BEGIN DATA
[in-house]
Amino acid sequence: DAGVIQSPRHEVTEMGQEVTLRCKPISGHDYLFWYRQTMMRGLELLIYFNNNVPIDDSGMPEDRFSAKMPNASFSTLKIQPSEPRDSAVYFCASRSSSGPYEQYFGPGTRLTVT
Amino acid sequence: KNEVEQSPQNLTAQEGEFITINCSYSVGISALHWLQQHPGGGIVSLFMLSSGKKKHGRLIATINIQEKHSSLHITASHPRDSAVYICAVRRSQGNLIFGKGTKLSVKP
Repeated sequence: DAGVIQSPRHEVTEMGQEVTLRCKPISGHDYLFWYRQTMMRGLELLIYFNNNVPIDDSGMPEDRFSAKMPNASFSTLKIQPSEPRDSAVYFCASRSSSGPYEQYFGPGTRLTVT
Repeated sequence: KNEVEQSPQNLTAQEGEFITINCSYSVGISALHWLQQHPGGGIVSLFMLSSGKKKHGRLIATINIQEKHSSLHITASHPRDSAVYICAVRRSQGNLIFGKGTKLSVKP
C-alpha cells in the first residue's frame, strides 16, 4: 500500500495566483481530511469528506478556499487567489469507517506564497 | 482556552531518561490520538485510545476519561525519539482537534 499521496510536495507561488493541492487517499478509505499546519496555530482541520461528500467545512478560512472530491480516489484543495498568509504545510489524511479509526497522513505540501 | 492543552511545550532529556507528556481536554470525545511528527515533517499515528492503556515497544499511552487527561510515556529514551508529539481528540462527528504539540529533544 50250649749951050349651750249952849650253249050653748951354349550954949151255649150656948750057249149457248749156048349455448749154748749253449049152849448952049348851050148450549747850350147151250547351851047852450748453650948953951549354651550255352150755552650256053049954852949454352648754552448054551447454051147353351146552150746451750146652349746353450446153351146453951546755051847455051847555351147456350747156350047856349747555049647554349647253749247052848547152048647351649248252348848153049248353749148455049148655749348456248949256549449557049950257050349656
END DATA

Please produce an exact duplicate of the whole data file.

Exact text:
[in-house]
Amino acid sequence: DAGVIQSPRHEVTEMGQEVTLRCKPISGHDYLFWYRQTMMRGLELLIYFNNNVPIDDSGMPEDRFSAKMPNASFSTLKIQPSEPRDSAVYFCASRSSSGPYEQYFGPGTRLTVT
Amino acid sequence: KNEVEQSPQNLTAQEGEFITINCSYSVGISALHWLQQHPGGGIVSLFMLSSGKKKHGRLIATINIQEKHSSLHITASHPRDSAVYICAVRRSQGNLIFGKGTKLSVKP
Repeated sequence: DAGVIQSPRHEVTEMGQEVTLRCKPISGHDYLFWYRQTMMRGLELLIYFNNNVPIDDSGMPEDRFSAKMPNASFSTLKIQPSEPRDSAVYFCASRSSSGPYEQYFGPGTRLTVT
Repeated sequence: KNEVEQSPQNLTAQEGEFITINCSYSVGISALHWLQQHPGGGIVSLFMLSSGKKKHGRLIATINIQEKHSSLHITASHPRDSAVYICAVRRSQGNLIFGKGTKLSVKP
C-alpha cells in the first residue's frame, strides 16, 4: 500500500495566483481530511469528506478556499487567489469507517506564497 | 482556552531518561490520538485510545476519561525519539482537534 499521496510536495507561488493541492487517499478509505499546519496555530482541520461528500467545512478560512472530491480516489484543495498568509504545510489524511479509526497522513505540501 | 492543552511545550532529556507528556481536554470525545511528527515533517499515528492503556515497544499511552487527561510515556529514551508529539481528540462527528504539540529533544 50250649749951050349651750249952849650253249050653748951354349550954949151255649150656948750057249149457248749156048349455448749154748749253449049152849448952049348851050148450549747850350147151250547351851047852450748453650948953951549354651550255352150755552650256053049954852949454352648754552448054551447454051147353351146552150746451750146652349746353450446153351146453951546755051847455051847555351147456350747156350047856349747555049647554349647253749247052848547152048647351649248252348848153049248353749148455049148655749348456248949256549449557049950257050349656